Leonard Nimoy's widow urges current smokers to stop now before they suffer the same lung disease that her husband killed.
In a new commercial for the CDC's Tips From Former Smokers campaign, Susan Nimoy explained that the actor had & # 39; chronic breathing difficulties as long as I knew him & # 39 ;.
She added that Nimoy was always convinced that he would die from lung cancer, but not from chronic obstructive pulmonary disease (COPD), a group of diseases that includes emphysema and bronchitis, especially years after he was stopped.
& # 39; You always think you have more time than you, and you really don't, & # 39; Susan warns when the video ends.
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Leonard Nimoy & # 39; s widow Susan (photo) appeared in a new commercial for CDC's Tips From Former Smokers campaign to warn current smokers about quitting
Nimoy, best known for his role as Spock in the Star Trek franchise, smoked for 37 years before stopping in 1985. In 2013, he was diagnosed with chronic obstructive pulmonary disease after years of difficulty in breathing while walking and persistent cough. Pictured: Nimoy in Star Trek, left and towards the end of his life, anyway
Nimoy, best known for his role as a Spock in the Star Trek franchise, started smoking as a teenager and continued for 37 years, Susan told in an interview with the Centers for Disease Control and Prevention (CDC).
He tried – and failed – to quit several times, but eventually did so in 1985 when his first grandson was born and he was worried about the harm of passive smoking.
However, the decades-value of smoking had seriously damaged Nimoy's lungs. He had difficulty breathing while walking and had a persistent cough.
He was diagnosed with COPD in 2013, despite quitting smoking 28 years earlier.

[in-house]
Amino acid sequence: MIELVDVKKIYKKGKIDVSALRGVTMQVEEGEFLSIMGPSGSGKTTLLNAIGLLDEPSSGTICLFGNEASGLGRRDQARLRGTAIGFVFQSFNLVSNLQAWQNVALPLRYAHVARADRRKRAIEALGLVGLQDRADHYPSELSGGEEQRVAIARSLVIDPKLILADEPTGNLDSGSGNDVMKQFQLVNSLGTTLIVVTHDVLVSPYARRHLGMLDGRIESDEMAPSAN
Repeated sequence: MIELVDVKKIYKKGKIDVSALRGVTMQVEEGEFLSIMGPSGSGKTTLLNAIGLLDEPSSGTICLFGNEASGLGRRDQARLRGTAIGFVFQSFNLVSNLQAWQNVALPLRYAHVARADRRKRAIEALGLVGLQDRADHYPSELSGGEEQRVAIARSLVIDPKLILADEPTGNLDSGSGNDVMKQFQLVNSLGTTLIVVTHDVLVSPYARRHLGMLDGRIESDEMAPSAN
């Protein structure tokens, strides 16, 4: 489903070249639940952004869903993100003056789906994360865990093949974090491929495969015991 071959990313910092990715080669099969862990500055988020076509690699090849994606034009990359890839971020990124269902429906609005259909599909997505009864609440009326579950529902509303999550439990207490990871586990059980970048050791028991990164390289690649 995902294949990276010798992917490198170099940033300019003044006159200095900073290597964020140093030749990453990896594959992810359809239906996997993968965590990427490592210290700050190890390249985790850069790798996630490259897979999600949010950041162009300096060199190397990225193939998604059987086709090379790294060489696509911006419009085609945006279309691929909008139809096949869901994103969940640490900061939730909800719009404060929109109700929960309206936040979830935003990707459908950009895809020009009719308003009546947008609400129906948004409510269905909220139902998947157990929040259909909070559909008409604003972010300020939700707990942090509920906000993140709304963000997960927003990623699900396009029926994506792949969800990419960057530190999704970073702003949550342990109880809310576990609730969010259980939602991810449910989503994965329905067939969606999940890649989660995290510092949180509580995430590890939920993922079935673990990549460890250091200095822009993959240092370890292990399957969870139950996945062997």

COPD is a group of diseases, including emphysema and chronic bronchitis, that block the airways and cause breathing problems.
Early stages usually show little to no symptoms, but later stages include symptoms such as persistent cough, shortness of breath and wheezing.
In addition, glucose, which is normally pumped into the bloodstream to fight infection, leaks into the airways. This leads to infections by supplying food for bacteria.
According to the CDC, COPD has been diagnosed in nearly 16 million American adults – nearly 40 percent are current smokers.
There is currently no cure, so doctors recommend lifestyle changes and treatments such as medication and supplemental oxygen.
Doctors tried to relieve Nimoy's symptoms by prescribing new drugs, giving him stationary and portable oxygen, and even physiotherapy.
But Susan told the CDC that when Nimoy's condition deteriorated, he could walk no more than 30 meters before he was out of breath.
& # 39; The last month where he had to go [the emergency room] three times it was traumatic for both of us, & Susan said. & # 39; Really terrifyingly frightening. & # 39;
COPD is a group of diseases that block the respiratory tract and cause respiratory problems and are usually caused by smoking. Pictured: Nimoy, right and Susan on their wedding day
Nimoy was prescribed new medication and oxygenated but his condition deteriorated and he died of COPD complications in February 2015 at the age of 83. Pictured: Nimoy, right and Susan, date unknown
During the last years of his life, Nimoy became a loyal anti-smoking lawyer, especially on Twitter, where he called on his follower to quit smoking. Pictured: Nimoy as Spock, right, and Jeffrey Hunter as Captain Christopher Pike, left, in Star Trek, 1965
The actor became a loyal anti-smoking lawyer, especially on Twitter, where he called on his followers to quit smoking.
& # 39; I quit smoking 30 years ago. Not quick enough. I have COPD. Grandpa says, stop now! & # 39; he wrote in January 2014, when he first made his diagnosis public.
He then signed with & # 39; LLAP & # 39 ;, an abbreviation of Spock's infamous sentence: & # 39; Live Long and Prosper & # 39 ;.
Another tweet from January 2015 was: & # 39; Don't smoke. I did. Wish I never had. LLAP. & # 39;
In February 2015, Nimoy fell into a coma and died two days later at his home in Bel Air from COPD complications.
The new commercial with Susan, which was released on April 1, has been viewed almost 4,000 times on Facebook and YouTube.
According to the CDC, the Tips From Former Smokers campaign helped over nine million Americans quit smoking and helped 500,000 quit smoking forever between 2012 and 2015.